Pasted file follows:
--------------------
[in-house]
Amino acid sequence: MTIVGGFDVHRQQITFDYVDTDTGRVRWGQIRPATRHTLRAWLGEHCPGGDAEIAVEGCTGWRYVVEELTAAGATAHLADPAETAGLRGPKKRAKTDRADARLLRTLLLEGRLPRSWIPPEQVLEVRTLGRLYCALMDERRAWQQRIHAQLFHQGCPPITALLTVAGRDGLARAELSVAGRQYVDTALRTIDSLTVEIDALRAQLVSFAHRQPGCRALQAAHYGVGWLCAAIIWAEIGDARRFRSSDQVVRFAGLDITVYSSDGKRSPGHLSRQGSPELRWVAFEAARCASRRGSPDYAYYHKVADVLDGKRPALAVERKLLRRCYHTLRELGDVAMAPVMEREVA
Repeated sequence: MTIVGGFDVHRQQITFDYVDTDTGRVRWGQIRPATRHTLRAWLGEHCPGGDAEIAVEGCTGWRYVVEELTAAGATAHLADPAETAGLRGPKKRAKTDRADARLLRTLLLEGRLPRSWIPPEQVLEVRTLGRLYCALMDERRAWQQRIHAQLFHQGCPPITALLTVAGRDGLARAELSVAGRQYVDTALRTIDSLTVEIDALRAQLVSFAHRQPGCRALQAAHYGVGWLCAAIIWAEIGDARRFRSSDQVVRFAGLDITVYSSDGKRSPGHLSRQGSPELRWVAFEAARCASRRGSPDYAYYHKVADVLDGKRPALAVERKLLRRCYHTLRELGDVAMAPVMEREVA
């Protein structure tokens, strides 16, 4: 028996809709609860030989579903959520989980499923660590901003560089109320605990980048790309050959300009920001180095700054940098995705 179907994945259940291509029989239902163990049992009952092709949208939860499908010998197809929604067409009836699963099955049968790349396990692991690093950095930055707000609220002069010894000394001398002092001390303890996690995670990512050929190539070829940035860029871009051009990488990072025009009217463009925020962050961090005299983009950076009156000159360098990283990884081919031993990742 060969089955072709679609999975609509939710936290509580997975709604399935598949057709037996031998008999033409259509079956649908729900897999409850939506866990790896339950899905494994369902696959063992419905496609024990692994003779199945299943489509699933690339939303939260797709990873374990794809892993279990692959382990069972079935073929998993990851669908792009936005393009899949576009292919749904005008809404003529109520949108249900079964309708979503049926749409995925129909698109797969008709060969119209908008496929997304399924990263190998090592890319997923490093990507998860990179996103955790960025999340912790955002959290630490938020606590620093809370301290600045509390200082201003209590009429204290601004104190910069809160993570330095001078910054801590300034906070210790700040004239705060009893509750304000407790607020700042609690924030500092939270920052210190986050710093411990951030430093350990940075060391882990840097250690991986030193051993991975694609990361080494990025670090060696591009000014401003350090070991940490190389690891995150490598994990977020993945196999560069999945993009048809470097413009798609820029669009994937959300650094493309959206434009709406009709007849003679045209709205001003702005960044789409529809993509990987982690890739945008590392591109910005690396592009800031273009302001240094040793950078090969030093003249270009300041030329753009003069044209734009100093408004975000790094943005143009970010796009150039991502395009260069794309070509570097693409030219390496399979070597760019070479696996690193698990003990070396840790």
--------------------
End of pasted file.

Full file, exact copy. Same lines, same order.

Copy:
[in-house]
Amino acid sequence: MTIVGGFDVHRQQITFDYVDTDTGRVRWGQIRPATRHTLRAWLGEHCPGGDAEIAVEGCTGWRYVVEELTAAGATAHLADPAETAGLRGPKKRAKTDRADARLLRTLLLEGRLPRSWIPPEQVLEVRTLGRLYCALMDERRAWQQRIHAQLFHQGCPPITALLTVAGRDGLARAELSVAGRQYVDTALRTIDSLTVEIDALRAQLVSFAHRQPGCRALQAAHYGVGWLCAAIIWAEIGDARRFRSSDQVVRFAGLDITVYSSDGKRSPGHLSRQGSPELRWVAFEAARCASRRGSPDYAYYHKVADVLDGKRPALAVERKLLRRCYHTLRELGDVAMAPVMEREVA
Repeated sequence: MTIVGGFDVHRQQITFDYVDTDTGRVRWGQIRPATRHTLRAWLGEHCPGGDAEIAVEGCTGWRYVVEELTAAGATAHLADPAETAGLRGPKKRAKTDRADARLLRTLLLEGRLPRSWIPPEQVLEVRTLGRLYCALMDERRAWQQRIHAQLFHQGCPPITALLTVAGRDGLARAELSVAGRQYVDTALRTIDSLTVEIDALRAQLVSFAHRQPGCRALQAAHYGVGWLCAAIIWAEIGDARRFRSSDQVVRFAGLDITVYSSDGKRSPGHLSRQGSPELRWVAFEAARCASRRGSPDYAYYHKVADVLDGKRPALAVERKLLRRCYHTLRELGDVAMAPVMEREVA
């Protein structure tokens, strides 16, 4: 028996809709609860030989579903959520989980499923660590901003560089109320605990980048790309050959300009920001180095700054940098995705 179907994945259940291509029989239902163990049992009952092709949208939860499908010998197809929604067409009836699963099955049968790349396990692991690093950095930055707000609220002069010894000394001398002092001390303890996690995670990512050929190539070829940035860029871009051009990488990072025009009217463009925020962050961090005299983009950076009156000159360098990283990884081919031993990742 060969089955072709679609999975609509939710936290509580997975709604399935598949057709037996031998008999033409259509079956649908729900897999409850939506866990790896339950899905494994369902696959063992419905496609024990692994003779199945299943489509699933690339939303939260797709990873374990794809892993279990692959382990069972079935073929998993990851669908792009936005393009899949576009292919749904005008809404003529109520949108249900079964309708979503049926749409995925129909698109797969008709060969119209908008496929997304399924990263190998090592890319997923490093990507998860990179996103955790960025999340912790955002959290630490938020606590620093809370301290600045509390200082201003209590009429204290601004104190910069809160993570330095001078910054801590300034906070210790700040004239705060009893509750304000407790607020700042609690924030500092939270920052210190986050710093411990951030430093350990940075060391882990840097250690991986030193051993991975694609990361080494990025670090060696591009000014401003350090070991940490190389690891995150490598994990977020993945196999560069999945993009048809470097413009798609820029669009994937959300650094493309959206434009709406009709007849003679045209709205001003702005960044789409529809993509990987982690890739945008590392591109910005690396592009800031273009302001240094040793950078090969030093003249270009300041030329753009003069044209734009100093408004975000790094943005143009970010796009150039991502395009260069794309070509570097693409030219390496399979070597760019070479696996690193698990003990070396840790």